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Nestle India has posted impressive net profit for the December quarter but the Europe horsemeat fiasco could affect its Indian operations or the brand image could take a beating. Not surprisingly, the fiasco found no mention in the Edelweiss’ analyst report
Nestle India has performed decently for the December 2012 quarter. According to a report by Edelweiss, net sales grew 10% year-on-year (y-o-y) while profit after tax (PAT) grew at an impressive 20.8% y-o-y to Rs278.90 crore. Edelweiss, however, has rated the company as a HOLD (i.e. it expects the scrip to appreciate up to 15% in the next one year) and believes its value is Rs5,050 per share, but at the same time tagged it as a “Sector Performer” (i.e. it expects Nestle India’s returns to match the overall consumer goods sector in the next 12 months). The results were aided by prudent cost management, higher sales and superior product mix and decline in tax rate.
A Moneylife analysis showed that Nestle India has been performing steadily despite difficult times. Its net sales growth for the December quarter (10%) is on par with its three quarter y-o-y average growth rates of 10%. Its operating profit is better, which grew at 28% y-o-y when compared to the three quarter average of 19%. Its return on networth is astoundingly high at 84% which speaks volumes of its brand image and fundamentals. This is why its valuation is at a premium, with its market capitalisation over 20 times its operating profit. But there’s more to this that most Indian investors are probably not aware of.
While the results were good, what is surprising is that there is no mention of the horsemeat fiasco in the Edelweiss analyst report. Nestle has been in the news, in Europe, for all the wrong reasons. Apparently, it was discovered that two of its pasta products, in Italy and Spain, contained traces of horsemeat. The latest debacle that has been raging much of Europe that horsemeat has been found in packaged foods, originated from Britain and Ireland. While it may not concern Nestle’s products sold in India (or the Indian subsidiary for that matter), the fact that it concerns the overall Nestle brand image and management, which has taken a big hit now. Indian retail investors ought to be informed this much at least. It has already removed the pasta products from the shelves in Italy and Spain, after DNA tests confirmed traces of horsemeat. It is quite possible that this fiasco is in the minds of the consumers and it may affect Nestle’s demand in general. This isn’t the first time Nestle has been embroiled in controversy. Earlier, Nestle’s milk product had melamine in Chinese-made milk and infants had died because of it.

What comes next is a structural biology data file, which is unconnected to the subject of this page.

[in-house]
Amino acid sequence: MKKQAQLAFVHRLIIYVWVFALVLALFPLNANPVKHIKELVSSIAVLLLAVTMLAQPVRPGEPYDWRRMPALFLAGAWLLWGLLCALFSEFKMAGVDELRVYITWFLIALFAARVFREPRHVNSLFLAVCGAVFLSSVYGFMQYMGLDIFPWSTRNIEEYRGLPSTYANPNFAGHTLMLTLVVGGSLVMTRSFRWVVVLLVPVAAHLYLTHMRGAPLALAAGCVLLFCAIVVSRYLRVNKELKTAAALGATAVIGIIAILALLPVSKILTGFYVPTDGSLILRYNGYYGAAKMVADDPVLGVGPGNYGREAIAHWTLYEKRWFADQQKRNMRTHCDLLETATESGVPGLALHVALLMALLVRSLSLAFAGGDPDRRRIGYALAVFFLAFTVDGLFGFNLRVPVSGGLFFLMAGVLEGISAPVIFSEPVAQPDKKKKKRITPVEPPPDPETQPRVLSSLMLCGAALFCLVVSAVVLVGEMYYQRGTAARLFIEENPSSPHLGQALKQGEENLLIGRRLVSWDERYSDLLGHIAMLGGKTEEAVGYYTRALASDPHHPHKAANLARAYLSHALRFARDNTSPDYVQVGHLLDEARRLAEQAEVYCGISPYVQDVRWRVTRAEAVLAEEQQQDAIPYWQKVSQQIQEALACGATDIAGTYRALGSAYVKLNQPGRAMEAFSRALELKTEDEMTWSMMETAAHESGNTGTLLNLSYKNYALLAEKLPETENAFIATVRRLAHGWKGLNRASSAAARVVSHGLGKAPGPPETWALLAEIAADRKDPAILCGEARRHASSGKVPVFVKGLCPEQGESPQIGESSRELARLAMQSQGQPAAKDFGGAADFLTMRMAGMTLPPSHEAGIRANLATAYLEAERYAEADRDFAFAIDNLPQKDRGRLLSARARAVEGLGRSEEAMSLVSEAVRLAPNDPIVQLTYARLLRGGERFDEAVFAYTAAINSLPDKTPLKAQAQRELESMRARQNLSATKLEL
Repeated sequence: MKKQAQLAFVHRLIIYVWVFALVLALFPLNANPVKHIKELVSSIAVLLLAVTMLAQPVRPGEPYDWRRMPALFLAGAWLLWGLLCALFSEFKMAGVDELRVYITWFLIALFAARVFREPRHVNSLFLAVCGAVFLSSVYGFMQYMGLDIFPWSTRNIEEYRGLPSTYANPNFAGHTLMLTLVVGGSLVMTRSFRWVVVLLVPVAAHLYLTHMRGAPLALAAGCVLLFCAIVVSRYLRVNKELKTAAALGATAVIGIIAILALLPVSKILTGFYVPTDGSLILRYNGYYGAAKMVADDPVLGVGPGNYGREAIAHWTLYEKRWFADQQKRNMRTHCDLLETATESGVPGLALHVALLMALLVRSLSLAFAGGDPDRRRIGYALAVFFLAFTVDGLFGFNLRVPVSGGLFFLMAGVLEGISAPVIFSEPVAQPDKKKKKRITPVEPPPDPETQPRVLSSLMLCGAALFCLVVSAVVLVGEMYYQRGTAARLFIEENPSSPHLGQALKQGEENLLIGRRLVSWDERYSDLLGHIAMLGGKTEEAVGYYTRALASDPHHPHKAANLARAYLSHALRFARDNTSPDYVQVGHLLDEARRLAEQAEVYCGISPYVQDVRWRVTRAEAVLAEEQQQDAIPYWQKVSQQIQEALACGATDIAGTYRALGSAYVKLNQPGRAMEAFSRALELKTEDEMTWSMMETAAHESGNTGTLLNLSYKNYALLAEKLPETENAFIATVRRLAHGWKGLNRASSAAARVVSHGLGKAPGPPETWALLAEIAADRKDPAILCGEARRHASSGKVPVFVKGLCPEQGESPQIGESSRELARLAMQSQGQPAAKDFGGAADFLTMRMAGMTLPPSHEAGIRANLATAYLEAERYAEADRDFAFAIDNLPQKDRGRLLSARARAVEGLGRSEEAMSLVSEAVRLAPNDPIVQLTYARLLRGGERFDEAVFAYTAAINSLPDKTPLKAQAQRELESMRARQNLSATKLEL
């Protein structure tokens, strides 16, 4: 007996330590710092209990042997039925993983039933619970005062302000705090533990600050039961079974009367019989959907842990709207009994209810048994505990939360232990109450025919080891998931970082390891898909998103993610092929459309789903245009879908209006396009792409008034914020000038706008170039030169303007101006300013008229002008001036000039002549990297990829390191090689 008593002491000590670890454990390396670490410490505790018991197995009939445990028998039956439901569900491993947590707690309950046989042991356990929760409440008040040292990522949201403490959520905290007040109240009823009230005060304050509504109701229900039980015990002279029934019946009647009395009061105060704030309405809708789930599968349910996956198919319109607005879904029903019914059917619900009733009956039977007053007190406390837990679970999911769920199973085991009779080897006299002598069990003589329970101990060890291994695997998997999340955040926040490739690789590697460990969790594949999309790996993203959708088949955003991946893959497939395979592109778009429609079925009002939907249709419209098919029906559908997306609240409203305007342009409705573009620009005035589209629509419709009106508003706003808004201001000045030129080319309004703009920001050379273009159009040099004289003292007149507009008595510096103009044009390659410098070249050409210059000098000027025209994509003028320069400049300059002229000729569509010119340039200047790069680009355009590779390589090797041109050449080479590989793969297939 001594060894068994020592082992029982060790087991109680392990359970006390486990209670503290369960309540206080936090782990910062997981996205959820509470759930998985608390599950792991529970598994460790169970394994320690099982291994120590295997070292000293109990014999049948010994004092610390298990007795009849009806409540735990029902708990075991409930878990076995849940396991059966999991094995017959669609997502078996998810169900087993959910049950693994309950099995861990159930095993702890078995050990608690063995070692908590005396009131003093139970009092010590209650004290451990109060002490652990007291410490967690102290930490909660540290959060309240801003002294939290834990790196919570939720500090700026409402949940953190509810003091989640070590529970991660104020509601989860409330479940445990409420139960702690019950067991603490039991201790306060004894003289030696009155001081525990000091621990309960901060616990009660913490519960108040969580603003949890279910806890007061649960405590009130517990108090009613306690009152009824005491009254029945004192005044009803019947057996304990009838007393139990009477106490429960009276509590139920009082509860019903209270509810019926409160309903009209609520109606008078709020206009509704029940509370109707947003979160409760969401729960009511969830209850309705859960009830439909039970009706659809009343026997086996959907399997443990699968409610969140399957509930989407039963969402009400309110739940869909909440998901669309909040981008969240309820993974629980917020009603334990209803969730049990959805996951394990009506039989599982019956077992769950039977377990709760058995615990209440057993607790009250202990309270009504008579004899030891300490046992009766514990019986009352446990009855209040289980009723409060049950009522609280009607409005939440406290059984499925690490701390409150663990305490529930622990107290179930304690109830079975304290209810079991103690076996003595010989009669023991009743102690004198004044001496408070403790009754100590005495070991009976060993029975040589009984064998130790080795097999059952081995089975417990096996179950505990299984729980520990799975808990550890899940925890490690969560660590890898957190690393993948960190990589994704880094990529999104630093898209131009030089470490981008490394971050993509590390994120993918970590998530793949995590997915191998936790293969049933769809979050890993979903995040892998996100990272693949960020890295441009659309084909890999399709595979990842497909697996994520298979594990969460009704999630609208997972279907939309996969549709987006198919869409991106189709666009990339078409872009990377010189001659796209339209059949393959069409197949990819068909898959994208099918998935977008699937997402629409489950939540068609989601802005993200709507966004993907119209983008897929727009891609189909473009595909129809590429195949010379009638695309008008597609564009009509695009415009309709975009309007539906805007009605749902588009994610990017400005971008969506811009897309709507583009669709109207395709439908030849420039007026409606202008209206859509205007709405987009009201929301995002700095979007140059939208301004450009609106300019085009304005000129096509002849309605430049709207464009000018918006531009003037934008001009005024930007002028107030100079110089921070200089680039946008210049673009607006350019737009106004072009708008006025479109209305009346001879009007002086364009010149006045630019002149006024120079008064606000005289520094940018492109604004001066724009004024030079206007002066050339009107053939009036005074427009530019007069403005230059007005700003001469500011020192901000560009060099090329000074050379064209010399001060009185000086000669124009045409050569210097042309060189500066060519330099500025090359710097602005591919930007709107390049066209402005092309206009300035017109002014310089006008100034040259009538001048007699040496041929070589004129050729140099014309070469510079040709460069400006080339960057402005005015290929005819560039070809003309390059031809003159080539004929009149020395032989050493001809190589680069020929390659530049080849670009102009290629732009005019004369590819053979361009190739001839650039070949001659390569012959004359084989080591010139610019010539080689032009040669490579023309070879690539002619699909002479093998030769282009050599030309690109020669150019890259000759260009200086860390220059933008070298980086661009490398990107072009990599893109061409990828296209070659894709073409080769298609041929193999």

Going forward, according to the Edelweiss report, Nestle plans to launch oats under the Maggi brand as a ‘healthy’ extension of its noodle segment. Consumers, however, should be aware of health effects of noodle and soup products which are not really ‘healthy’. We had written in detail over here: Shocking! All instant noodle brands are fooling you on nutrition, health
Some of the highlights of the quarter were the inauguration of its R&D centre in India at Manesar, Harayana. The report said, “This shows increased commitment to India by Nestle SA and the company’s confidence in tapping the India market’s humungous consumer base.” Nestle also acquired 26% stake in Agro and Allied Activities, a milk collection business in western India.